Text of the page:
To the Editor,
In the editorial by Lugthart1 , we were surprised to find hyperhomocysteinaemia being classified as a known risk factor for venous thrombosis. The consensus now is that hyperhomocysteinaemia is not a risk factor for venous thrombosis. The lack of dissemination of this in the general field of medicine might have to do with several findings. First, patients with cystathionine β-synthase deficiency (CBSD), leading to homocystinuria, have a high risk of thrombosis.2 Reduction of homocysteine levels with B vitamins in these patients led to a spectacular decrease of 80% in the absolute cumulative risk of any thrombosis in one landmark study.2 However, homocysteine levels in patients with CBSD are much higher than 100 μmol/l, while homocysteine levels in the normal population are much lower. Therefore, translating treatment of homocystinuria in patients with CBSD to a normal population needs to be done with caution. Indeed (second reason), trials with vitamin B in individuals without CBSD have not shown a decrease in risk of venous thrombosis.3,4
A third reason why it has been believed that hyperhomocysteinaemia is a cause of venous thrombosis is due to Mendelian randomisation studies. Individuals with the MTHFR C677T mutation, who have genetically higher levels of homocysteine, are at increased risk of venous thrombosis according to the latest meta-analysis on this issue, conducted in 2005.5 However, the authors did not exclude the possibility of publication bias. To do so, we drew a funnel plot on the data of this meta-analysis5 including 52 of 54 studies (data not retrievable for 2). As shown in figure 1, potential publication bias cannot be excluded, i.e. smaller studies or studies of lower quality reporting against an association might be underrepresented. Moreover, in 2007 Bezemer et al.6 found no association between MTHFR C677T genotype and venous thrombosis (see diamond in figure 1), providing further evidence that the association between hyperhomocysteinaemia and venous thrombosis is probably biased.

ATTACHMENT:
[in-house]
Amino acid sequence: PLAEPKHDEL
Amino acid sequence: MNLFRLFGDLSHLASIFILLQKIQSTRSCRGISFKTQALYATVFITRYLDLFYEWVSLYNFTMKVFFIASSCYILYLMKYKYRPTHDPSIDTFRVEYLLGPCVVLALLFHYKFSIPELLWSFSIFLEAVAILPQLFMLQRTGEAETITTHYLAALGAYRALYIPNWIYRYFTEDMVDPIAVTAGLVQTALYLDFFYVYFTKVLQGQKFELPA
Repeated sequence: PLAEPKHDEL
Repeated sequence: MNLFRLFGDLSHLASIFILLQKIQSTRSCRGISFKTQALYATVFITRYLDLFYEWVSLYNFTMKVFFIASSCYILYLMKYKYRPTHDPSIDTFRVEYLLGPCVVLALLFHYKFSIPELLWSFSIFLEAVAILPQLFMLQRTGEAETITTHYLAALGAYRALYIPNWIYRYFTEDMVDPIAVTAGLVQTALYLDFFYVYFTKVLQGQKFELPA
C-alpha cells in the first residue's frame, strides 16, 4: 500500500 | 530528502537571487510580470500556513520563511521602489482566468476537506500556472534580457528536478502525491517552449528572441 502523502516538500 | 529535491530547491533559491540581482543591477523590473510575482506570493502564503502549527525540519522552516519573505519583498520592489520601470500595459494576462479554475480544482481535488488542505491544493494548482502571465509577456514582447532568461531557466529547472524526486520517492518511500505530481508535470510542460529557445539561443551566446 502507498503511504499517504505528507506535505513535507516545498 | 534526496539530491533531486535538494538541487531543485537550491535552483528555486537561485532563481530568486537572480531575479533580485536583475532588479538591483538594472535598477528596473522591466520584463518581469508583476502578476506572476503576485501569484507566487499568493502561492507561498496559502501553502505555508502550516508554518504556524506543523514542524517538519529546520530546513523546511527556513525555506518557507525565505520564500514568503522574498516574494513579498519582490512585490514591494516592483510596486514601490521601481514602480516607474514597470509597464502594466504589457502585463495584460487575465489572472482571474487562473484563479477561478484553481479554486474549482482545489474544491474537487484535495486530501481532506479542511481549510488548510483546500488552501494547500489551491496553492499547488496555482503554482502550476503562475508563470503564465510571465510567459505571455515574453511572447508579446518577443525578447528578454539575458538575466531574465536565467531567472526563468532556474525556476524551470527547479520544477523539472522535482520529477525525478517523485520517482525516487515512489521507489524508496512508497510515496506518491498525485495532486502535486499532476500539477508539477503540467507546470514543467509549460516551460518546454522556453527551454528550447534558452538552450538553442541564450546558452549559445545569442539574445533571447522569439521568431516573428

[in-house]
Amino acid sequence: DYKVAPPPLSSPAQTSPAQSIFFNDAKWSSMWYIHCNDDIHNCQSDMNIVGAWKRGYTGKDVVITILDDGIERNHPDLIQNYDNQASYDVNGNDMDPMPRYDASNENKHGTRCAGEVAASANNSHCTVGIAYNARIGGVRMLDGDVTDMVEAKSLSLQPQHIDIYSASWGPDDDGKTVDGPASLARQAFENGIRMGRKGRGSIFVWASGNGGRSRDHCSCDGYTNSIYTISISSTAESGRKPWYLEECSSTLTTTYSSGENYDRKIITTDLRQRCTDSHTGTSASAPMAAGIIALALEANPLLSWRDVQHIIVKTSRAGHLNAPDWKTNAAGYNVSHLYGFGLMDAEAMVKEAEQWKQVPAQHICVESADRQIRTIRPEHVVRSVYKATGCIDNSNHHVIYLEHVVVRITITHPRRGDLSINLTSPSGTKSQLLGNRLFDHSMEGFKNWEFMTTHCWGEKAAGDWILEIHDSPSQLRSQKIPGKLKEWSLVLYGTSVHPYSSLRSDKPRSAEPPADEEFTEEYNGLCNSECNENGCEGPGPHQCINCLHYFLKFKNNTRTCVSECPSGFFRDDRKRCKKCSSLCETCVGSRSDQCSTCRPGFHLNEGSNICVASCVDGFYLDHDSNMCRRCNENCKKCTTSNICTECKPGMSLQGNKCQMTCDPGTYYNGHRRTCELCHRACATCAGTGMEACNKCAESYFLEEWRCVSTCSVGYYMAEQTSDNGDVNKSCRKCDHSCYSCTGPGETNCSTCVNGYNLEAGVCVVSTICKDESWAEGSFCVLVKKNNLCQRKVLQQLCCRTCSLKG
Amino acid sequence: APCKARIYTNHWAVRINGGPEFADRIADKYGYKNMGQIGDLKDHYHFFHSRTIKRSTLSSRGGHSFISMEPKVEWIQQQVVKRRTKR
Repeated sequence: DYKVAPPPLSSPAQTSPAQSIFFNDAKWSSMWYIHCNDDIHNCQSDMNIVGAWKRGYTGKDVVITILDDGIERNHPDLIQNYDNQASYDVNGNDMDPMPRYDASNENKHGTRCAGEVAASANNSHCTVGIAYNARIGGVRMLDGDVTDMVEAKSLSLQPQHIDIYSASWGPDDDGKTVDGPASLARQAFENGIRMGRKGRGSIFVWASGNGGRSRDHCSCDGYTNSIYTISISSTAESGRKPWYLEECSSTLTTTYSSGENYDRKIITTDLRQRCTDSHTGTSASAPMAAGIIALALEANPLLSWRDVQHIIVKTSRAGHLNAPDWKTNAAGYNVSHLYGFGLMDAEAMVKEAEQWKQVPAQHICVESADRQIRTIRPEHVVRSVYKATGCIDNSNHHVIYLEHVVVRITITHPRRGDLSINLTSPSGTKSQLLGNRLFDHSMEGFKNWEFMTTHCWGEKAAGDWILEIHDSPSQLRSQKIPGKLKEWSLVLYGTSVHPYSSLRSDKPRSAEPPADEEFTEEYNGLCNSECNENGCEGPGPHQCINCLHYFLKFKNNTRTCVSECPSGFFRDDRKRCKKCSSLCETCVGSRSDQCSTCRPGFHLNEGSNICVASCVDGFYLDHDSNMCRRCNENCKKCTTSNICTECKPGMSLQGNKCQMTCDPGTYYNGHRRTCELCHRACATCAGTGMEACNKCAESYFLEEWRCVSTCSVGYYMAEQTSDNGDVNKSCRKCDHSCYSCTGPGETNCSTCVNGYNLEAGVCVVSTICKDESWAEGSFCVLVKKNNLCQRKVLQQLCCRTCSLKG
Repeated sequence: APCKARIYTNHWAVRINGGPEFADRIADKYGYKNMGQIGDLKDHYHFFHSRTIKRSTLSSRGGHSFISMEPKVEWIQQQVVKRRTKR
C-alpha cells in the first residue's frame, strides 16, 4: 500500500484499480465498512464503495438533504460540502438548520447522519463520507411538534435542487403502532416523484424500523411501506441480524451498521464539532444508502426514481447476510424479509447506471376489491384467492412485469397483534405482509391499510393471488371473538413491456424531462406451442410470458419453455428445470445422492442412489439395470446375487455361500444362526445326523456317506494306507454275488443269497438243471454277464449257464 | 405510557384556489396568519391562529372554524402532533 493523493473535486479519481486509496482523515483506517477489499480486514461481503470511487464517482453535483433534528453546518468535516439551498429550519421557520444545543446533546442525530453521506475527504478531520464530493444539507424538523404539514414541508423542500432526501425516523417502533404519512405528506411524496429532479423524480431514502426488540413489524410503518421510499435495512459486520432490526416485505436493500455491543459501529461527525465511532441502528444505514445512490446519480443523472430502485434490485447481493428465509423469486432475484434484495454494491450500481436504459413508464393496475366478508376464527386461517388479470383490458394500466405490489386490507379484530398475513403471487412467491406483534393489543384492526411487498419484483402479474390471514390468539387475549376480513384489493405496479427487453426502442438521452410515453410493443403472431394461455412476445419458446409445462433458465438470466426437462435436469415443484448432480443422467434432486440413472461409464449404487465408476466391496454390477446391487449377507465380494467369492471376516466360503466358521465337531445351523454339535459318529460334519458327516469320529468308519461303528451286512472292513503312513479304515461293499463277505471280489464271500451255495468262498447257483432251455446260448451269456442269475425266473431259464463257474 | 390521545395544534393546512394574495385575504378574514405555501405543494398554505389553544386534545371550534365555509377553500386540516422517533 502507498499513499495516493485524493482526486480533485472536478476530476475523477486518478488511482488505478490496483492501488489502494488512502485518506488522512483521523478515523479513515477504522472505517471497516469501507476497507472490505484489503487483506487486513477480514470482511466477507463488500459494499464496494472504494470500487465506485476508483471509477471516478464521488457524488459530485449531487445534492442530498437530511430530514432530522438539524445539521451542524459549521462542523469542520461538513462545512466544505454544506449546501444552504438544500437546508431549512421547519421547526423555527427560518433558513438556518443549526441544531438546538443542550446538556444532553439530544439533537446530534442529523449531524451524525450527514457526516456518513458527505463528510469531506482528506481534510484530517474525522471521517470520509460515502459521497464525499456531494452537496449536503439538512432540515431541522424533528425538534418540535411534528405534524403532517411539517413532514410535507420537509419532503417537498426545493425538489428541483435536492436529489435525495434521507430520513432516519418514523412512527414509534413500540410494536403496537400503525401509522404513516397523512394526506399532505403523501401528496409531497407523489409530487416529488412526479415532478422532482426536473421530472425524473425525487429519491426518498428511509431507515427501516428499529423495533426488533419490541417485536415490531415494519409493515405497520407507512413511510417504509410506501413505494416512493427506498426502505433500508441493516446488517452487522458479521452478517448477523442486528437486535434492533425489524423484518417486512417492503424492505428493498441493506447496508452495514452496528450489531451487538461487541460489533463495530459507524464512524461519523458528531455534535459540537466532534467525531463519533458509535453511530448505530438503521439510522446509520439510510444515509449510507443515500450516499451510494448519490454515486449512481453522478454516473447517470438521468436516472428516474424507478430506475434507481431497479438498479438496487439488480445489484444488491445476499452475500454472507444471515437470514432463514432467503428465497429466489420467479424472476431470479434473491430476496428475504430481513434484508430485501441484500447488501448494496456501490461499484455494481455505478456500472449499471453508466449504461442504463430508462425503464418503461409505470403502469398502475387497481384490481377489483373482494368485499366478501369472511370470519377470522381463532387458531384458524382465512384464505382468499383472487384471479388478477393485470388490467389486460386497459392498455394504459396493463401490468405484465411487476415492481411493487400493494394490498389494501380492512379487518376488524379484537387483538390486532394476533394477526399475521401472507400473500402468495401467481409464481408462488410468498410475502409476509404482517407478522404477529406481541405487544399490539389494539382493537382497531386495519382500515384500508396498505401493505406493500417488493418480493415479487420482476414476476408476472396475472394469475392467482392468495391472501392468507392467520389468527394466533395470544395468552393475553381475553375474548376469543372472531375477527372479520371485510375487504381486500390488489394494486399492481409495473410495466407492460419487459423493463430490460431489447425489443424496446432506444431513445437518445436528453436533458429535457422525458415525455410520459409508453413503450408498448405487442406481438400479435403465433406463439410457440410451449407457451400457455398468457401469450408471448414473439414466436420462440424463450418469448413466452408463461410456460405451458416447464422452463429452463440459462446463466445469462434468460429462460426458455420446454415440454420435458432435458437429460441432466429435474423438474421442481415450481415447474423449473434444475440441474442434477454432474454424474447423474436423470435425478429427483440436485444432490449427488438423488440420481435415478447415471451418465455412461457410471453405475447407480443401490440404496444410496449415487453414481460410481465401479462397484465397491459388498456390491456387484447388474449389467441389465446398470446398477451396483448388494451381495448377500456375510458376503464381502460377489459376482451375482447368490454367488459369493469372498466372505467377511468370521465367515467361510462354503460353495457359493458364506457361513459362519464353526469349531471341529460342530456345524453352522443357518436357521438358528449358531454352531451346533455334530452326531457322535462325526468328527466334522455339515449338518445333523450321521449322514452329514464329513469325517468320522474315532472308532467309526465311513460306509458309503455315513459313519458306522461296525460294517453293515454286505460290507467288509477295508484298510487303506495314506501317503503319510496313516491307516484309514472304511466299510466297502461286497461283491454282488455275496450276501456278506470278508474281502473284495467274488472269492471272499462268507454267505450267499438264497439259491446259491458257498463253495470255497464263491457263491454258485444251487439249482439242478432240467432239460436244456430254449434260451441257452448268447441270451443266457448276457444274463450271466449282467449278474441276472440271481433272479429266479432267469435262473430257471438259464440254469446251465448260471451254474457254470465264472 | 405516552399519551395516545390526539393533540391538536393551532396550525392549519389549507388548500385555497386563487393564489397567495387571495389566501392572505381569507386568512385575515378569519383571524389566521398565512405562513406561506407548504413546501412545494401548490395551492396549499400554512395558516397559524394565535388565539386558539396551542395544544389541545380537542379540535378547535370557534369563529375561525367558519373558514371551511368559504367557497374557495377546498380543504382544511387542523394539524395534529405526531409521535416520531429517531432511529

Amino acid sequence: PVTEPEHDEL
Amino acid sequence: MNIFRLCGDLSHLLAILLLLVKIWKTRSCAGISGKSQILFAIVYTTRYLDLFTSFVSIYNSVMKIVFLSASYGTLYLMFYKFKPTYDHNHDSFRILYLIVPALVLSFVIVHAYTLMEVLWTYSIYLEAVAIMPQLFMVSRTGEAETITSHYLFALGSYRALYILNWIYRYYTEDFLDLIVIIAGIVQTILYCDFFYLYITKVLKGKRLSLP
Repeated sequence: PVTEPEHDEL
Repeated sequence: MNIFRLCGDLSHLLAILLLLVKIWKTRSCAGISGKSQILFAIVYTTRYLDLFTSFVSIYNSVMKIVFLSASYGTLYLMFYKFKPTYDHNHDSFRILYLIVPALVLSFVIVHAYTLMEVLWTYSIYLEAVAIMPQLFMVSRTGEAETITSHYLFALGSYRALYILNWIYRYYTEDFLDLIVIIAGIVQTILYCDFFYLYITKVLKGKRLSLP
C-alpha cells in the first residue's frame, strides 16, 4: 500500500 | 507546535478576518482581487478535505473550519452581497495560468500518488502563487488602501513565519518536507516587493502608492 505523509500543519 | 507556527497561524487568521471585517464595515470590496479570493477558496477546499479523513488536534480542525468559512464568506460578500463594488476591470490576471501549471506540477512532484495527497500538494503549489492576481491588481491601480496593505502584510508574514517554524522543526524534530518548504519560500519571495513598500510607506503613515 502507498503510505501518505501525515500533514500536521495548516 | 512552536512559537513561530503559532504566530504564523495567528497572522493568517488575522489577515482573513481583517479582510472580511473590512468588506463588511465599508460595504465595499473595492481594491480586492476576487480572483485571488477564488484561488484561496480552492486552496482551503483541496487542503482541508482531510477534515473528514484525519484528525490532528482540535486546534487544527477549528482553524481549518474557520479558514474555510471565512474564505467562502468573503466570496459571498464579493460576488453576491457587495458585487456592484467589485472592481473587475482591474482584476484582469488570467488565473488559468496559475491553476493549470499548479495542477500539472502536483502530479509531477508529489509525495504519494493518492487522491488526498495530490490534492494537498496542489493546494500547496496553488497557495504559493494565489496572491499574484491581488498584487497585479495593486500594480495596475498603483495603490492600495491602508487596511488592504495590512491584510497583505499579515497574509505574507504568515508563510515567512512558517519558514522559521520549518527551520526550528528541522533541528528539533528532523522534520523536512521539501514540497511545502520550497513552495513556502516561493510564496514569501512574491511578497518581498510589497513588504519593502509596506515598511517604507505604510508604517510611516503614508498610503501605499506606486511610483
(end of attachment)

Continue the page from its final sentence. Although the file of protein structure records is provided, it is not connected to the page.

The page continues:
Altogether, hyperhomocysteinaemia appears to be a very minor risk factor for venous thrombosis in general, based on evidence that might have been subject to publication bias, without the possibility to intervene on the attributable risk. In accordance, it is no longer mentioned in the list of risk factors for venous thrombosis in acknowledged guidelines (American College of Chest Physicians,7 National Clinical Guideline Center from the UK8 ). We appeal for a consistent and similar policy in the general field of medicine in order to prevent further misperception on this topic.